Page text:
What if you could bottle a year of your past? Which one would it be? Which time of year? What would it smell like? How would it taste?
These are the questions which began Blackberry Wine: the second volume of my “food trilogy” and the story of Jay Mackintosh, a writer of pulp fiction with one literary success to his name and a dwindling grasp of reality. Trapped between an unresolved past and a humdrum present, suffering from writer’s block and the beginnings of alcoholism, Jay has lost his bearings.
But the accidental discovery of six bottles of home-brewed wine, a legacy from an old and vanished friend, seems to hold the key to a new beginning, a means of escape, and a final reconciliation. For there is something magical about this wine; something which brings the past to life, an agent of transformation. Under its influence, time can work backwards and the dead return to life – as Jay finds, when, on impulse, he gives up his glamorous London lifestyle and escapes to a half-derelict farmhouse in a remote village in Gascony, where two mysteries await him; a ghost from the past whom no-one else can see, and Marise, a reclusive widow with ghosts of her own…
I finished Blackberry Wine before the publication of Chocolat. I’m relieved it happened that way, because if I had been able to foresee the success of Chocolat I might well have ended up like Jay, completely frozen by his own achievement and unable to write anything serious again. Fortunately I have rather more to keep me grounded in the real world than Jay – living with an eight-year-old is a terrific antidote to living in the past – and I tried not to think too much about Chocolat as I was writing, knowing that all literary successes are heavily dogged by the curse of expectation.
Having said that, Blackberry Wine ended up being a kind of companion piece to Chocolat after all. It wasn’t intended that way, but there are recurring themes (food/wine as an agent of transformation, magic, life in a small community) which link the two books. In addition, the principal setting of Blackberry Wine is the same village which I used in Chocolat, and it seemed natural to have some of the same characters. It is not, however, a sequel. It is a relative – a second cousin, perhaps – and therefore shares similar genes.
While Chocolat began as the story of my maternal great-grandmother (who turns up as Armande in the book, and as a photograph on the back cover), Blackberry Wine is very much about my paternal grandfather. The character of Jackapple Joe Cox, gardener, Yorkshireman, ex-miner, amateur magician and seeker after wider vistas, is closely based on him, and it is he who forms the backbone of the story. He’s there on the back cover, too; aged five or six, sitting on his father’s knee. Born into a coal-mining family in the north of England, my grandfather was a natural gardener and loved growing things, although his own father saw much of it as a waste of time and only tolerated “useful” gardening (ie: the cultivation of food). Following his father and brothers down the mines, he worked there for some years before finding a dream job as head gardener in a local stately home. When the war arrived he tried to enlist in the army, but was told that because of a hand injury sustained down the mine, he was unfit for active service. So he volunteered to return to coal mining, giving up the job he loved, and when the war ended, he discovered that he had unwittingly signed up for another thirty years.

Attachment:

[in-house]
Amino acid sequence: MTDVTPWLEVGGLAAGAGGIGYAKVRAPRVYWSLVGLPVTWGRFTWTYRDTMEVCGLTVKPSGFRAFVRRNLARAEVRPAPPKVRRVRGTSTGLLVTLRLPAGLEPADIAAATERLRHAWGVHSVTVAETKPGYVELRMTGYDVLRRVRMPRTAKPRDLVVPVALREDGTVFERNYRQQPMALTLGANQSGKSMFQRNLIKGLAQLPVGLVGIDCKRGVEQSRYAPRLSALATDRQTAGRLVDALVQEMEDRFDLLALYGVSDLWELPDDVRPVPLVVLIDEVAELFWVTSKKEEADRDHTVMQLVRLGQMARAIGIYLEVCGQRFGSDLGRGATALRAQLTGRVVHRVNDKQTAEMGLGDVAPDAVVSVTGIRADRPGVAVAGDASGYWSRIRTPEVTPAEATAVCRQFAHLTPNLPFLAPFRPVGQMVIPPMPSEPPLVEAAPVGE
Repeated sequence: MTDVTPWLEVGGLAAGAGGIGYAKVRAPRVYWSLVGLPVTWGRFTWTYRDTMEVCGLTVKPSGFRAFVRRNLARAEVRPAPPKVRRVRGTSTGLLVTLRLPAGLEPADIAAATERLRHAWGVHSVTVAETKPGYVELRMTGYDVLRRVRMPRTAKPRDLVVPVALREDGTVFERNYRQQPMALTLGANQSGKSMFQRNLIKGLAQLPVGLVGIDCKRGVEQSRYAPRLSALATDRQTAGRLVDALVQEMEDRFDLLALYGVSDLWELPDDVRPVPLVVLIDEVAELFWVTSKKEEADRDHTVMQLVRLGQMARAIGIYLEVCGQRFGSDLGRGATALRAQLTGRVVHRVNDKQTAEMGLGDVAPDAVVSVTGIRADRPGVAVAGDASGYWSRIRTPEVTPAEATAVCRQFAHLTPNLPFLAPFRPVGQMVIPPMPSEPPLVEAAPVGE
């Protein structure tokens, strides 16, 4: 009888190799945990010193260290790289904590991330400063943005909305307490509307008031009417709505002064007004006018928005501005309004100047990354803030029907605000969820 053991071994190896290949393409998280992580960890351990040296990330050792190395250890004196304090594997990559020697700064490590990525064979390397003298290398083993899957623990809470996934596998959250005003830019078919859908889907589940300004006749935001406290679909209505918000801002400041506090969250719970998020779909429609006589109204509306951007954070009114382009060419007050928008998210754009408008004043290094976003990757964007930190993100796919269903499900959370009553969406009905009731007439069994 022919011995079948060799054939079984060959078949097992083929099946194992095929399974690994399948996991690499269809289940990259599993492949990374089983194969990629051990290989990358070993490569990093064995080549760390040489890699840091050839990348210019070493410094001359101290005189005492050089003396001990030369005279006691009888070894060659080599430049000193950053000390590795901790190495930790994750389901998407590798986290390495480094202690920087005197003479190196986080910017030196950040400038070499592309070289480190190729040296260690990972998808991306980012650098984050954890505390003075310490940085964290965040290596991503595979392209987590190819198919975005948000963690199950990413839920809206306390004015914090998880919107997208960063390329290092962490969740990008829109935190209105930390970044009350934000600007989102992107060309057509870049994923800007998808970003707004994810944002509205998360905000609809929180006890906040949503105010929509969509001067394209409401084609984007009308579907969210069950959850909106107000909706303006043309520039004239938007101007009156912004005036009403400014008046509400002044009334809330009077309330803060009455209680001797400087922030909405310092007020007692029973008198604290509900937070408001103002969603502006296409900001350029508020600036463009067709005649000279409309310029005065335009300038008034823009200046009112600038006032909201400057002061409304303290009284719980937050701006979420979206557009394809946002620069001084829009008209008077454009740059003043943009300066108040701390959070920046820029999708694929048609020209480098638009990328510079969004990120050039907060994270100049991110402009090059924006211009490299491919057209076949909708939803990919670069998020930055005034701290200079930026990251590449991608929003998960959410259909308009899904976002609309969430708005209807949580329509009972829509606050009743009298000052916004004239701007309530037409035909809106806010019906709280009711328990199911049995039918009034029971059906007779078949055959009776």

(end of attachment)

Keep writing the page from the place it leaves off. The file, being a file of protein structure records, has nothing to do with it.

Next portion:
On retirement, however, he went back to gardening. He and my grandmother had bought a corner sweet shop (where my parents lived for a while and in which I was born), and he had an allotment alongside, in which he used to grow all kinds of fruit and vegetables. My earliest memories are of this allotment and the plants which grew there in cold-frames built out of reclaimed junk, with the radio hanging on a tree branch and myself sucking rhubarb sticks and listening to stories. I remember my grandfather making jam and preserves, and how the house always smelt of things cooking or pickling or fermenting. Best of all I remember his wine. Much of it was experimental and therefore undrinkable (peapod, potato, or parsnip), but some was quite good. He kept it in demi-johns in the back bedroom, and rarely drank anything else. When I went to university he would always give me half a dozen bottles of his home-made wine at the beginning of the year, and my grandmother would send me fruit cake or jars of jam during the term. It was like a taste of home.
When my grandfather died, ten years ago, I picked up a few of his remaining bottles from the pantry. Jay was braver than I am – I still haven’t opened them.